These days, mobile devices have become more or less full-fledged computers. They can run third-party programs not originally installed on the device, called apps, and an overwhelming majority of these apps can be used with screen magnification, and are accessible with built-in screen readers.
Accessibility Features (Screen reader, Screen magnifier)
A sighted person uses a touchscreen smartphone or tablet by tapping icons or sliding a finger across the screen to control the device. For those with visual impairments, both iOS and Android provide two accessibility features built into their operating systems to help make usability easy: a screen magnifier and a screen reader.
All new Android devices come pre-installed with TalkBack, the built-in screen reader app. Due to its independence from the Android operating system, TalkBack can be improved and updated with greater regularity than Android itself.
With a new Android phone or tablet, you can start TalkBack on the fly. Follow these steps.
- Find and press the Power button on your device, usually located on the upper right side edge.
- Put two fingers on the display, at least an inch apart. Keep holding them there until you hear an audible prompt asking if you would like TalkBack enabled.
- Hold your fingers against the screen until it reports that TalkBack is successfully initialized.
- You will be guided through an interactive tutorial — Explore by Touch — the first time you start TalkBack. The TalkBack Settings menu option allows you to pause this tutorial at any time and resume where you left off, or to restart from the beginning.
For iPhone users, to access the accessibility features on an iPhone, follow these steps:
First off, for users of VoiceOver, touch the screen in various places until you hear the selection you want, then perform a one-finger double-tap to call up the selection.
Open the Settings menu by selecting the Settings icon on the home screen of your device.
Select General > Accessibility.
The first option under Vision in the Accessibility Settings pane is VoiceOver. Toggle VoiceOver on or off using this option.
As mentioned earlier, both operating systems come inbuilt with default screen reader apps. But for people with visual impairments, these screen readers aren’t enough. For instance, if a person who is blind wanted help identifying the denomination of currency notes he or she is holding, there’s an app for that. Thankfully, it’s available on both iOS and Android.
TapTapSee is a mobile camera app designed specifically for people who are blind and those with visual impairment. It’s powered by the CloudSight Image Recognition API. TapTapSee uses your device’s camera and screen reader to take pictures or videos of anything and identify it for you out loud.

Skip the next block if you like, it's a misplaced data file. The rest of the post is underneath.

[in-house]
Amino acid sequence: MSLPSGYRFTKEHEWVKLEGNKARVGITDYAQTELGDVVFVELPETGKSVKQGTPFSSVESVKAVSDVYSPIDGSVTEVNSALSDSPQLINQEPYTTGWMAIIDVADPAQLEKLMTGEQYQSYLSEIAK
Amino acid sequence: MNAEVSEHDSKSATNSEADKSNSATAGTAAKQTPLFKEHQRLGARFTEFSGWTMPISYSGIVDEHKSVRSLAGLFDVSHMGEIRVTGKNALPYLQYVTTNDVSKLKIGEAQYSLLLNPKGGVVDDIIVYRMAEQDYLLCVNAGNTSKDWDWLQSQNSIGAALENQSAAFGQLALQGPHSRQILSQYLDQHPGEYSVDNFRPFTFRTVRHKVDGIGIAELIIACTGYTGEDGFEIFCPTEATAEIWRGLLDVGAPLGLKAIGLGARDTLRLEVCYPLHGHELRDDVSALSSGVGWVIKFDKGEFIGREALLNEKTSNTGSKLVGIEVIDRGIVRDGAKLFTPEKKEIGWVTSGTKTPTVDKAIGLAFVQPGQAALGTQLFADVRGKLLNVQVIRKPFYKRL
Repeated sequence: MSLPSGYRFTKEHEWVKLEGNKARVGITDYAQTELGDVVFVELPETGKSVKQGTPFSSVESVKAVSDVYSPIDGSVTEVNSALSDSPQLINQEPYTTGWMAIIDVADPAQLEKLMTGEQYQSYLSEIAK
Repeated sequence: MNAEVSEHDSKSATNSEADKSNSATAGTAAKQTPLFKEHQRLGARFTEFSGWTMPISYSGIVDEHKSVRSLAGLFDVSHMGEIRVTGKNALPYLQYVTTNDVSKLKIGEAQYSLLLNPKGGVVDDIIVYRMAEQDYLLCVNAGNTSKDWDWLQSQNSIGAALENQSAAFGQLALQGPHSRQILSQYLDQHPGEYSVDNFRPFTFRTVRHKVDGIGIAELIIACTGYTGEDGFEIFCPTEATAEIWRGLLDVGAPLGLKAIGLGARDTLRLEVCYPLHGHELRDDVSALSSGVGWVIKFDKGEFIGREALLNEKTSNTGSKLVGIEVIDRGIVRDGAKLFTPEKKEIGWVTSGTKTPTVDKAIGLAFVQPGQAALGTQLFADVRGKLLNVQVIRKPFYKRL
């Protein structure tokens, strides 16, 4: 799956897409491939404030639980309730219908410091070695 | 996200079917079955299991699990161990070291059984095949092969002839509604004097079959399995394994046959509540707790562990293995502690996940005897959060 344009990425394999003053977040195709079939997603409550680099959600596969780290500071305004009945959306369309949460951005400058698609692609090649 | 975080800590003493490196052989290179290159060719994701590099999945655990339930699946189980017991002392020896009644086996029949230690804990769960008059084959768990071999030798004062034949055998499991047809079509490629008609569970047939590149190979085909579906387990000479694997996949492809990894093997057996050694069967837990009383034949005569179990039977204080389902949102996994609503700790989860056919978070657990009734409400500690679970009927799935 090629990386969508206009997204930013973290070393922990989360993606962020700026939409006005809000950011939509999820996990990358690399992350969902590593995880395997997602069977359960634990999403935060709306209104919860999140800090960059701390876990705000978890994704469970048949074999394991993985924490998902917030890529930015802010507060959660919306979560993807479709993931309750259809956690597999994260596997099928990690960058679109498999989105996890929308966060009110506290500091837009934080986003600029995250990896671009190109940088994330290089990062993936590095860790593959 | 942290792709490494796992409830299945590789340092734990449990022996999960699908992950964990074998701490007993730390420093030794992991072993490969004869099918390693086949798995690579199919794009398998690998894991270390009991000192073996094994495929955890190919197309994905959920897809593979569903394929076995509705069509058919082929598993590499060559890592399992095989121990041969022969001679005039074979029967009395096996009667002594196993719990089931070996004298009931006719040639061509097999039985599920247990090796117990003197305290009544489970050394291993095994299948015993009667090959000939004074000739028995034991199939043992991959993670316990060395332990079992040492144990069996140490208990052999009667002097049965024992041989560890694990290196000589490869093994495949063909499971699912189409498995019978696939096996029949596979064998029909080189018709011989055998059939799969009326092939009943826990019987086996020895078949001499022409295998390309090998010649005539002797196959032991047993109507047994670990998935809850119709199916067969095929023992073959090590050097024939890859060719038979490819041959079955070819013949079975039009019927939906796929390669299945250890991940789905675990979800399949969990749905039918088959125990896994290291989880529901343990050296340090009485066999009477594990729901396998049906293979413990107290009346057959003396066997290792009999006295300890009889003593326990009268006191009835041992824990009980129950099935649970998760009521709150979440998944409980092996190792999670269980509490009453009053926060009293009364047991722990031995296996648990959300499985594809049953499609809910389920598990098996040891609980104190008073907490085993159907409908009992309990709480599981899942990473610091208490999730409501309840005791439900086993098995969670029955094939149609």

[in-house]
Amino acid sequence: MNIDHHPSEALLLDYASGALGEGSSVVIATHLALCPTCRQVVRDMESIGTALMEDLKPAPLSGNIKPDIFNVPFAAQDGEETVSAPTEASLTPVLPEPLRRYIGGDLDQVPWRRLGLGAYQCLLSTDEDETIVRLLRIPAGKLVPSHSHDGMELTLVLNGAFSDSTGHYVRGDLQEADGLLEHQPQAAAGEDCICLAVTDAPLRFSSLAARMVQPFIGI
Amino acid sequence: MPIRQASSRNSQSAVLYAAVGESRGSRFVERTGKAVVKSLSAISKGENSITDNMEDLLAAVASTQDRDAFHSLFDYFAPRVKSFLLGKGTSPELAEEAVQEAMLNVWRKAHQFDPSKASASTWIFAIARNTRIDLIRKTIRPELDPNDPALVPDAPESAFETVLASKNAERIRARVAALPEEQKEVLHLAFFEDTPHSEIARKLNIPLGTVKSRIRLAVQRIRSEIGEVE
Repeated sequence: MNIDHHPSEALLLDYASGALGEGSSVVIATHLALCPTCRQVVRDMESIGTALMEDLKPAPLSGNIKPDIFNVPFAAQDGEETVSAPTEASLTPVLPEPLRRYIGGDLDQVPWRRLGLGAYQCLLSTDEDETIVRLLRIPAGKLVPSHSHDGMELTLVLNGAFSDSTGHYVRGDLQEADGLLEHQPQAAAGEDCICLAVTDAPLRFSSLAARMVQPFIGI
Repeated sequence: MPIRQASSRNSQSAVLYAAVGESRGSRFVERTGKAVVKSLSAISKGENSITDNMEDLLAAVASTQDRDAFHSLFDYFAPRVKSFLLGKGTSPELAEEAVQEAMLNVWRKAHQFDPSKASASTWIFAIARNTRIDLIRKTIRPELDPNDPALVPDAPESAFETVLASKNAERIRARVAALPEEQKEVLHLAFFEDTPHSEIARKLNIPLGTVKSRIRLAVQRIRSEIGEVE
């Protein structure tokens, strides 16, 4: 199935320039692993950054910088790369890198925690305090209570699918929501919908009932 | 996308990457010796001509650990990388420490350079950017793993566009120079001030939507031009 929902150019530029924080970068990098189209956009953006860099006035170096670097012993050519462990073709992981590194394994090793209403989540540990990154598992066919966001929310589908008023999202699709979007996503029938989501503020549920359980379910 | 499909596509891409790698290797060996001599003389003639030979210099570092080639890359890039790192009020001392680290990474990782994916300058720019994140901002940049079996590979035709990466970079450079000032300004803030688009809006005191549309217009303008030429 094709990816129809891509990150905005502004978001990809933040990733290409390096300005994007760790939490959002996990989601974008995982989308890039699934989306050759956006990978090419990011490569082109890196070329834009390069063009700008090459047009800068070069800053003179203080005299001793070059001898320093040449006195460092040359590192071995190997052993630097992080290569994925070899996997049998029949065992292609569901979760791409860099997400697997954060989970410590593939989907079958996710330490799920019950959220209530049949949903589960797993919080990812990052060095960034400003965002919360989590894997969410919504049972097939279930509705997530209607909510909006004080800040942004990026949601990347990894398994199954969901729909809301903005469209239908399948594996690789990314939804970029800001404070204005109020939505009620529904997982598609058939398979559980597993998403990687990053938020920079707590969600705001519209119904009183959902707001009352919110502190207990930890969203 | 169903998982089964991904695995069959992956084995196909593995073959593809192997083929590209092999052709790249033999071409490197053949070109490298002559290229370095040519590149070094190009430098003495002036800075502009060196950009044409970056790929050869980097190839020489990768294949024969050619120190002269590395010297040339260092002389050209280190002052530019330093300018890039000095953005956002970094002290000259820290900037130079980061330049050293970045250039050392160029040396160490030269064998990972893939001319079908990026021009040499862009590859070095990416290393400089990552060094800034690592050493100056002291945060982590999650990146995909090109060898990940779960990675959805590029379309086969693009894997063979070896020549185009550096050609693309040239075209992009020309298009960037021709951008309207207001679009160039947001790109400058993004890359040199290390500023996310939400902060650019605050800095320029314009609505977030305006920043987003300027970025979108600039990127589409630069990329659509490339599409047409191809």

If you want to take a picture, double-tap the right side of the screen. If you want to take a video, double-tap the left side of the screen. In just a few seconds, TapTapSee can analyze and identify any two-dimensional or three-dimensional object. The device’s screen reader will then read the object identification.
Ease of Use
Android OS is used by many phone manufacturers. This means that although the operating system is largely the same, there may exist some discrepancies in how certain functionalities appear. There’s also the matter of which Android version any particular phone may be running.
iPhone and iPad owners can download and install updates directly from Apple’s website when they release new versions of their operating system. The result is that you can benefit from any improvement in functionality while staying current. Android updates are only available when the manufacturer of the phone and the carrier decide to release the update. Due to the fact that device manufacturers are able to customize the version of Android they install, extensive testing is required before an update can be approved. The carrier must then approve the update and release it. Sadly, this doesn’t always happen in a timely manner, or even at all.
Due to this, three different phones might run three different versions of Android, with three different accessibility levels.
Most mobile accessibility is enabled by a combination of low-level programming capabilities and higher-level screen readers, magnifiers, and other apps. Android definitely excels in this arena. Updates to VoiceOver, Zoom, and other accessibility features must wait until the next version release or update. It is possible to update TalkBack and BrailleBack, the most popular Android accessibility apps, at any time so they can add new features or fix known bugs.
The Google Text to Speech Engine is pre-installed on Android. You can download new voices from the Google Play Store. Once the new voices have been installed, select Text to Speech Output from the System Settings menu, then choose a new voice. You can also change the voice rate and pitch.